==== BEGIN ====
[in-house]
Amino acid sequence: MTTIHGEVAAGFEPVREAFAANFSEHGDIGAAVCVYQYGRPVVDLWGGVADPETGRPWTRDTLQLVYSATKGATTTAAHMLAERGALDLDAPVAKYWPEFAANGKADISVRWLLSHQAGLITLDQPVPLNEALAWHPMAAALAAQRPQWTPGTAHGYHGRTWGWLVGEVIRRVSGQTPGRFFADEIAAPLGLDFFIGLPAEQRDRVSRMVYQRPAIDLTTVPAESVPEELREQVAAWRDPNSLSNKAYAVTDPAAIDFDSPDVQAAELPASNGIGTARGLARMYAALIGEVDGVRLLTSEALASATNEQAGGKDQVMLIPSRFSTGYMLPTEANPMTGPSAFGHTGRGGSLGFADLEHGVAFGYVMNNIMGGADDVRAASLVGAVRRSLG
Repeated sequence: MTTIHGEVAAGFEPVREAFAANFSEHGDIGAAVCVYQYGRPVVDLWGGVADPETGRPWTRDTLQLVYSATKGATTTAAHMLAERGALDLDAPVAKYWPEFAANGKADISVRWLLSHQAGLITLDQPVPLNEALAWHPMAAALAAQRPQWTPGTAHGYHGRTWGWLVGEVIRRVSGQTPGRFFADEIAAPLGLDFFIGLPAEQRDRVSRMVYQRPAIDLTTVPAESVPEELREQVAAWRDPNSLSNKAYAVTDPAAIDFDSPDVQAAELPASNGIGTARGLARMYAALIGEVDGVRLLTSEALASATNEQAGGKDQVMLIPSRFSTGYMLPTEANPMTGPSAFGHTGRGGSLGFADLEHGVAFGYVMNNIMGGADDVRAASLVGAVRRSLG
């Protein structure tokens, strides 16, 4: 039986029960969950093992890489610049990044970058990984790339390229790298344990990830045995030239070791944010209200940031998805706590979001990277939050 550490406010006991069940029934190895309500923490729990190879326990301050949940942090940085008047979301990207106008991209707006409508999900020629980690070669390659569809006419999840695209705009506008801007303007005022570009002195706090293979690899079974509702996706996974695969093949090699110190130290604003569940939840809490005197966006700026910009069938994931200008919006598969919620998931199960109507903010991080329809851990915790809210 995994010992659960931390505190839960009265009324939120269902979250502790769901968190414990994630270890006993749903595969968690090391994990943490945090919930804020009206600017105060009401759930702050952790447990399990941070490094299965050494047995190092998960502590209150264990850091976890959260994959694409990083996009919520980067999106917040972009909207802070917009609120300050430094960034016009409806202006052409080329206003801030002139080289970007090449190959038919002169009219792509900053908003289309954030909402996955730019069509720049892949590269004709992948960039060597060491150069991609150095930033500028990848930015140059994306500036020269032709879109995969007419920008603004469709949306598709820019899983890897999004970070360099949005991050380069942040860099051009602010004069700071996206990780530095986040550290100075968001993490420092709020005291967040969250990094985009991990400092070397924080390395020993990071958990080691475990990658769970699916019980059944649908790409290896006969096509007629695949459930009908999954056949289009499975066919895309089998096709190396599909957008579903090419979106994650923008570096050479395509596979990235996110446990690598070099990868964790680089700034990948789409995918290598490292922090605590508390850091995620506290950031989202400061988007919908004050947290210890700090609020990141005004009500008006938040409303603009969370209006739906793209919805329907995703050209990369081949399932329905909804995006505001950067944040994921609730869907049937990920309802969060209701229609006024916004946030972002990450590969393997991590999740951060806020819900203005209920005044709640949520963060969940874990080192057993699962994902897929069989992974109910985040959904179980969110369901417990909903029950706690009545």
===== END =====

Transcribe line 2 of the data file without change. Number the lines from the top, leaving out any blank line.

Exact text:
Amino acid sequence: MTTIHGEVAAGFEPVREAFAANFSEHGDIGAAVCVYQYGRPVVDLWGGVADPETGRPWTRDTLQLVYSATKGATTTAAHMLAERGALDLDAPVAKYWPEFAANGKADISVRWLLSHQAGLITLDQPVPLNEALAWHPMAAALAAQRPQWTPGTAHGYHGRTWGWLVGEVIRRVSGQTPGRFFADEIAAPLGLDFFIGLPAEQRDRVSRMVYQRPAIDLTTVPAESVPEELREQVAAWRDPNSLSNKAYAVTDPAAIDFDSPDVQAAELPASNGIGTARGLARMYAALIGEVDGVRLLTSEALASATNEQAGGKDQVMLIPSRFSTGYMLPTEANPMTGPSAFGHTGRGGSLGFADLEHGVAFGYVMNNIMGGADDVRAASLVGAVRRSLG